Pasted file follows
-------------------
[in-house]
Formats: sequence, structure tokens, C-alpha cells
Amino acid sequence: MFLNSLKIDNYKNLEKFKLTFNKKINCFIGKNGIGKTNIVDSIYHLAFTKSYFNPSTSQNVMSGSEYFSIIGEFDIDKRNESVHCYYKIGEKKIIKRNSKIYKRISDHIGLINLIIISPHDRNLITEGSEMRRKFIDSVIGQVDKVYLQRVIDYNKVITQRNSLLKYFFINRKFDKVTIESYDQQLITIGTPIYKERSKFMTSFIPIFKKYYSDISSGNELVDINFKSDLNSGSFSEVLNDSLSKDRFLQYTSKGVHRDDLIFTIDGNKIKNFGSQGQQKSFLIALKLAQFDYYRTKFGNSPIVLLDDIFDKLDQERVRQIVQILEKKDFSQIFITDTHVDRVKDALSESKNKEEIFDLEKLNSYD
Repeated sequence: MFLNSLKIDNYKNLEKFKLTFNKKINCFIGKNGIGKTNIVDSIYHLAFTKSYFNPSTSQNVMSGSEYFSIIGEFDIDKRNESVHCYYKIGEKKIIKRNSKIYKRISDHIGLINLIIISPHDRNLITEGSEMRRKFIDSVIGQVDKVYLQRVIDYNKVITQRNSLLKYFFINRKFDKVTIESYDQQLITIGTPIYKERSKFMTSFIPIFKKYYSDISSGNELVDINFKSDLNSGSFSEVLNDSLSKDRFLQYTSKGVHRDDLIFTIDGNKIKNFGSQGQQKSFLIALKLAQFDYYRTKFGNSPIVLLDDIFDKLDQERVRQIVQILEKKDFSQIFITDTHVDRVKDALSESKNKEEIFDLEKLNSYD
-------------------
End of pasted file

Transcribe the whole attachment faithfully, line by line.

[in-house]
Formats: sequence, structure tokens, C-alpha cells
Amino acid sequence: MFLNSLKIDNYKNLEKFKLTFNKKINCFIGKNGIGKTNIVDSIYHLAFTKSYFNPSTSQNVMSGSEYFSIIGEFDIDKRNESVHCYYKIGEKKIIKRNSKIYKRISDHIGLINLIIISPHDRNLITEGSEMRRKFIDSVIGQVDKVYLQRVIDYNKVITQRNSLLKYFFINRKFDKVTIESYDQQLITIGTPIYKERSKFMTSFIPIFKKYYSDISSGNELVDINFKSDLNSGSFSEVLNDSLSKDRFLQYTSKGVHRDDLIFTIDGNKIKNFGSQGQQKSFLIALKLAQFDYYRTKFGNSPIVLLDDIFDKLDQERVRQIVQILEKKDFSQIFITDTHVDRVKDALSESKNKEEIFDLEKLNSYD
Repeated sequence: MFLNSLKIDNYKNLEKFKLTFNKKINCFIGKNGIGKTNIVDSIYHLAFTKSYFNPSTSQNVMSGSEYFSIIGEFDIDKRNESVHCYYKIGEKKIIKRNSKIYKRISDHIGLINLIIISPHDRNLITEGSEMRRKFIDSVIGQVDKVYLQRVIDYNKVITQRNSLLKYFFINRKFDKVTIESYDQQLITIGTPIYKERSKFMTSFIPIFKKYYSDISSGNELVDINFKSDLNSGSFSEVLNDSLSKDRFLQYTSKGVHRDDLIFTIDGNKIKNFGSQGQQKSFLIALKLAQFDYYRTKFGNSPIVLLDDIFDKLDQERVRQIVQILEKKDFSQIFITDTHVDRVKDALSESKNKEEIFDLEKLNSYD